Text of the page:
Hawaii's governor said he couldn't notify the public of the false missile alarm because he forgot his Twitter password
- Hawaii Gov. David Ige reportedly said he couldn't notify the public during the 38-minute false missile alarm because he forgot his Twitter password.
- The missile notification system was accidentally triggered last week after an employee mistakenly pushed the wrong button.
Hawaii Gov. David Ige said the panic that ensued during a false alarm warning of an imminent missile attack wasn't addressed sooner because he forgot his Twitter password and couldn't notify the public.
During a press conference on Monday, Ige took some of the blame the mix-up that caused panic throughout Hawaii and made headlines worldwide, according to the Honolulu Star Advertiser.
The missile defense notification system was accidentally triggered on January 13 after an employee mistakenly pushed the wrong button and sent mobile notifications to all in the vicinity, warning them of an imminent ballistic missile attack.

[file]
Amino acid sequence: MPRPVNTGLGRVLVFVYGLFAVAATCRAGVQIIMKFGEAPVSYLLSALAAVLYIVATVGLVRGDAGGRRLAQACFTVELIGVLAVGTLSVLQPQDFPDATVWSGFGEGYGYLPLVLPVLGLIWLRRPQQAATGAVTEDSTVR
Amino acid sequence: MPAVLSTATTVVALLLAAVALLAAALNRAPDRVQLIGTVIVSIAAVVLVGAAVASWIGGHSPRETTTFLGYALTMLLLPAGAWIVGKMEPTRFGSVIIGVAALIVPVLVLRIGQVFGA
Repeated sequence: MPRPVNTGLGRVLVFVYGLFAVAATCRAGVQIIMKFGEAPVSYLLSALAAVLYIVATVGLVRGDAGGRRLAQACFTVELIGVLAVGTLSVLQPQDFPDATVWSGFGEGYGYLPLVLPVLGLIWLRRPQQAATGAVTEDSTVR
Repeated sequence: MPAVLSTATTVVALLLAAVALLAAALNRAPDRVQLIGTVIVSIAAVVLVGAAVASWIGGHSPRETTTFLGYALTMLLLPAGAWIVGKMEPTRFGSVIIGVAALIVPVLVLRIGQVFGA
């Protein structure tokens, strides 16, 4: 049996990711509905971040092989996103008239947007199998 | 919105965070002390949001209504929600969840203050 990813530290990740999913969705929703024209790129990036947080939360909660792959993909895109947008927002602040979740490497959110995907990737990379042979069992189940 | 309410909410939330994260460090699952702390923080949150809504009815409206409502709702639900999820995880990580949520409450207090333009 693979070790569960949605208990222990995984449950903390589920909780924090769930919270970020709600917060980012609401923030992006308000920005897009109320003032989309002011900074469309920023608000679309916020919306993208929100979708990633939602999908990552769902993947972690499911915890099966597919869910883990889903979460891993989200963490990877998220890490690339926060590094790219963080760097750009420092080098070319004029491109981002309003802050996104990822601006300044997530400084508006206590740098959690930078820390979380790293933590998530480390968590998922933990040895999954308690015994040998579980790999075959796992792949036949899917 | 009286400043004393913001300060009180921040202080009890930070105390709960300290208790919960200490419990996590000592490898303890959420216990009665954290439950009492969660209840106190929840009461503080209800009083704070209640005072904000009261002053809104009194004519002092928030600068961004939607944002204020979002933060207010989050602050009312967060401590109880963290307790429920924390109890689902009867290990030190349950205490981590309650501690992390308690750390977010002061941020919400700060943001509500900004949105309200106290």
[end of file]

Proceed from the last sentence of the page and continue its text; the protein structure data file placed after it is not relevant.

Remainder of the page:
The blunder caused mass panic around Hawaii, as people quickly took cover and prepared for impact.
A second alert clarifying that there was no missile threat to Hawaii was not sent out until 38 minutes after the initial notice.
Soon after, officials confirmed that the alert was a mistake.
The Hawaii Emergency Management Agency tweeted, "NO missile threat to Hawaii."
Ige responded to the incident at the time, saying the triggering of the alert system was an "error" and was being investigated to avoid the incident from "ever happening again."
Hawaii began testing its nuclear warning system in December, CNN reported. It is the first time since the Cold War that Hawaii brought back the system and comes amid North Korea's increased missile testing.
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